Landowners sue state over pipeline review


May 23rd, 2012

Omaha, NE – A group of landowners has sued the State of Nebraska over its oil pipeline review process.

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The landowners have become a familiar voice in the debate over TransCanada’s Keystone XL pipeline and its proposed route through Nebraska. Randy Thompson is a rancher in the Nebraska Sandhills, and has been a leading representative of landowners opposed to the pipeline route. In a conference call with reporters Wednesday, Thompson said he’s been fighting this battle for five years.

Randy Thompson has been a leading voice among landowners opposed to the Keystone XL pipeline. (Photo courtesy Bold Nebraska)

“This has been five of the most frustrating years of my life,” he said. “We went through the whole gamut with TransCanada. We got the letters threatening us with eminent domain and all of that.”

“But that really hasn’t been the main source of my frustration,” Thompson said. “The main source of frustration has come from the actions of our elected officials, not only in Nebraska but also in the nation.”

Thompson said the “last straw” was the passage of LB1161, which was signed into law by Gov. Dave Heineman in April. That extends the authority of the Nebraska Department of Environmental Quality to review pipeline routes until the end of this year, instead of leaving it with the Public Service Commission.

The law was meant to provide a quicker review for Trans Canada’s planned Keystone XL pipeline, which has been delayed by protests over its initial planned route through the Nebraska Sandhills. But the group suing the state argues the law violates separation of powers.

The original Keystone pipeline route cut directly through the Nebraska Sandhills. The new route avoids the ecologically fragile area, but still crosses the Ogallala aquifer. (Photo courtesy Wikimedia)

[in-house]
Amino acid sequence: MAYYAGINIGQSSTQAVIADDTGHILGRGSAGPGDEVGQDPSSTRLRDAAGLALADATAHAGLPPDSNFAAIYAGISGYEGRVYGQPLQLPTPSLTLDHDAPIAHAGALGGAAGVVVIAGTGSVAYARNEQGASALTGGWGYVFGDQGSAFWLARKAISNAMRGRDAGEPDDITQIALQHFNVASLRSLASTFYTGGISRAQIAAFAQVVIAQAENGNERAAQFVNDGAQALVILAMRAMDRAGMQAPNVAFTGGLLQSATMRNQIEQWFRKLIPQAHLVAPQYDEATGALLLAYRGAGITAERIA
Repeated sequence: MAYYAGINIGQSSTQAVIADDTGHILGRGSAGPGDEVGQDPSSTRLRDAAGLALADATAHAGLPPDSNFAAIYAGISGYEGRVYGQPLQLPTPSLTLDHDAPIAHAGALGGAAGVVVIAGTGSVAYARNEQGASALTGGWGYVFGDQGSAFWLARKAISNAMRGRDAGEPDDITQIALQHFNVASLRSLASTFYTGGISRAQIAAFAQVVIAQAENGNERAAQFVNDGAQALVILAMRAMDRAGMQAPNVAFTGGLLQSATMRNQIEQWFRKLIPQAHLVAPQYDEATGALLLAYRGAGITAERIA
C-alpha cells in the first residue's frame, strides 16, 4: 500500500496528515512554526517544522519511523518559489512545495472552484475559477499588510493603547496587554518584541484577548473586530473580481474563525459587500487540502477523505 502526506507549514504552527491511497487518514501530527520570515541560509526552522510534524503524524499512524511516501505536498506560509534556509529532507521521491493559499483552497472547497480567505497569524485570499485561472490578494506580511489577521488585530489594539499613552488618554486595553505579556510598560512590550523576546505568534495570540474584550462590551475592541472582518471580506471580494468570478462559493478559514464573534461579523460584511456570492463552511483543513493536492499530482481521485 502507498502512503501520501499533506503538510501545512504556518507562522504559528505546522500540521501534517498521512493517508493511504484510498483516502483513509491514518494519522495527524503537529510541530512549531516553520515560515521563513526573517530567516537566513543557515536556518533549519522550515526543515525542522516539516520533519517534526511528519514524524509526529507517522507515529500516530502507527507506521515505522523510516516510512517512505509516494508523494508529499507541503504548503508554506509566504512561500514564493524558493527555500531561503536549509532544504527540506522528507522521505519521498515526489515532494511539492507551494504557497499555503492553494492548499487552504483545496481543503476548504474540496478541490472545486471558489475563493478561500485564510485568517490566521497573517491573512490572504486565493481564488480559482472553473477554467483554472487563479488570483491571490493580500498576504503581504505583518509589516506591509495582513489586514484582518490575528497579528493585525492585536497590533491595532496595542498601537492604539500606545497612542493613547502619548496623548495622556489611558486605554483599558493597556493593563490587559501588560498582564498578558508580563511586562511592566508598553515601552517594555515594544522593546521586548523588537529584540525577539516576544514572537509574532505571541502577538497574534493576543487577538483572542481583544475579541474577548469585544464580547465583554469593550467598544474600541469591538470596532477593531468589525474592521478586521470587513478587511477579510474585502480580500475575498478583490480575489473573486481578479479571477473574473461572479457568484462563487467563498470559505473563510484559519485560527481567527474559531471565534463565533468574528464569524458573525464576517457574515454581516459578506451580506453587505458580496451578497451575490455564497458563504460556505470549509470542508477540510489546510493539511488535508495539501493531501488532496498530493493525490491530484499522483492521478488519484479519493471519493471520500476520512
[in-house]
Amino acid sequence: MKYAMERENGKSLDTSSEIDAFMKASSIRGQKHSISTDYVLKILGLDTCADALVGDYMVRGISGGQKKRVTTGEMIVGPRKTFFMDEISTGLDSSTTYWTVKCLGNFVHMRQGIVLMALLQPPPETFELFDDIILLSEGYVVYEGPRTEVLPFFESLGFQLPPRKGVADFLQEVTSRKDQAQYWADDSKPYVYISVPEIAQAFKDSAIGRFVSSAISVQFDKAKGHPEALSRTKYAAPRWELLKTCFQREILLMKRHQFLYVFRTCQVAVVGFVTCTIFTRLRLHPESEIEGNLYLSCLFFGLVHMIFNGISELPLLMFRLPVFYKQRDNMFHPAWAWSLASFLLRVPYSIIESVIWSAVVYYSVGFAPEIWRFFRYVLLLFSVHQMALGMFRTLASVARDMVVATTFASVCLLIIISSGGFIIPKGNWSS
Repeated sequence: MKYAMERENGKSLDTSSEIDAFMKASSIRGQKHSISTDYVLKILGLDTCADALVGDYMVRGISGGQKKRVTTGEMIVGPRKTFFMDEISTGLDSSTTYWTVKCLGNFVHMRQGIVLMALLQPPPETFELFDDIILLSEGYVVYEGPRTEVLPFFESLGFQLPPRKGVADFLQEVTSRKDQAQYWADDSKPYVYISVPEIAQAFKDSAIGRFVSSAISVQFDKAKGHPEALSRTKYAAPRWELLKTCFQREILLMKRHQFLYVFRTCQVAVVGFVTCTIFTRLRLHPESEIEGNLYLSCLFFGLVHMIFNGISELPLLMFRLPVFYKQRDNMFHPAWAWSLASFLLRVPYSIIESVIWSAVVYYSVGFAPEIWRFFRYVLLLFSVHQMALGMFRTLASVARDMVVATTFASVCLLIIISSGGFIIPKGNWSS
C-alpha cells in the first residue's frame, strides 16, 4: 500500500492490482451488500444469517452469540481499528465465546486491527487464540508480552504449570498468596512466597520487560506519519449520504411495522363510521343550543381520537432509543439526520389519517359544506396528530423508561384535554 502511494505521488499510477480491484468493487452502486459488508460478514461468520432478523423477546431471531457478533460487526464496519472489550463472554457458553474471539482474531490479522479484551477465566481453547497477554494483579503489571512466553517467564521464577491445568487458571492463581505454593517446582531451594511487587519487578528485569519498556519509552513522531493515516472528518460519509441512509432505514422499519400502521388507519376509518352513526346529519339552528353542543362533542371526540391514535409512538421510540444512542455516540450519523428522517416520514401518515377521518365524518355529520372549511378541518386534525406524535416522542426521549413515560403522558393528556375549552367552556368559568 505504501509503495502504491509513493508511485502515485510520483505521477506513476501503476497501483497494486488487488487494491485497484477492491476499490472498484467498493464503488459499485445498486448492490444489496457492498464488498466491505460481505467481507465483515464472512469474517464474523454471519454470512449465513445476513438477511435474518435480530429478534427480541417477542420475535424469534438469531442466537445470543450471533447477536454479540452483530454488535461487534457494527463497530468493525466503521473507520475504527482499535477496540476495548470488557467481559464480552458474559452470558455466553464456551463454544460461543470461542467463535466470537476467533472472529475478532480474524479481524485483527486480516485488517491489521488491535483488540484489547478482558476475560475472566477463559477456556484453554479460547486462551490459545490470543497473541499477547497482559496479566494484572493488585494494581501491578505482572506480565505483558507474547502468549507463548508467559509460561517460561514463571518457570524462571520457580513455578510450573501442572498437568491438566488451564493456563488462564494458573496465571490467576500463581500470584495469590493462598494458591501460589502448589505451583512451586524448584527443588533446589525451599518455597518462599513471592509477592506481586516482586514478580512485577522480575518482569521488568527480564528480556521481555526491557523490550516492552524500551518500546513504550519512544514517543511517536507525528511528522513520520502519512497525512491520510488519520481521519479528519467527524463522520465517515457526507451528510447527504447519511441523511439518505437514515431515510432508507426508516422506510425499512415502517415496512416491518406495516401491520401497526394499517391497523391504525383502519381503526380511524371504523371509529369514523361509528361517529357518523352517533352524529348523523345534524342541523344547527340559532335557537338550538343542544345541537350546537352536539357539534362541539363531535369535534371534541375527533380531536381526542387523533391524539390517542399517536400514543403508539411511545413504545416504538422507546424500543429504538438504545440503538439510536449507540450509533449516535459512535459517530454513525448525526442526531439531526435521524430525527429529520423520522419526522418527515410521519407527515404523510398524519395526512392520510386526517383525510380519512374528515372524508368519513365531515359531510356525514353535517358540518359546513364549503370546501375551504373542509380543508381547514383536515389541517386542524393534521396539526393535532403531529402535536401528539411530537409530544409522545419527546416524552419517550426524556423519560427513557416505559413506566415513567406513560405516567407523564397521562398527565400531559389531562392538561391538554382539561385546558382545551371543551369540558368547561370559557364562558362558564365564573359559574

Omaha lawyer David Domina, who filed the lawsuit, Thompson v. Heineman, on behalf of the landowners, said it is designed to ensure the Nebraska Constitution is honored.

“It really is important that the people of Nebraska’s decision to have a Public Service Commission that will specialize in regulating common carriers be honored,” Domina said. “For example, it’s the Public Service Commission that has to set telephone rates, which means that it regulates rates for internet service providers. If the Legislature were to pass a law that said ‘No, governor you do that, pay no attention to that provision of the Nebraska Constitution.’ I would think that we could all see that would be inappropriate.”

The group has filed its suit in the district court of Lancaster County, and has also requested a review by the Nebraska Supreme Court.

TransCanada could not immediately be reached for comment. But company officials have said previously the law is consistent with promises the state made for an expedited review, in exchange for a route that avoids the Sandhills. The Department of Environmental Quality held a series of public meetings earlier this month to gather input from landowners affected by the new route.

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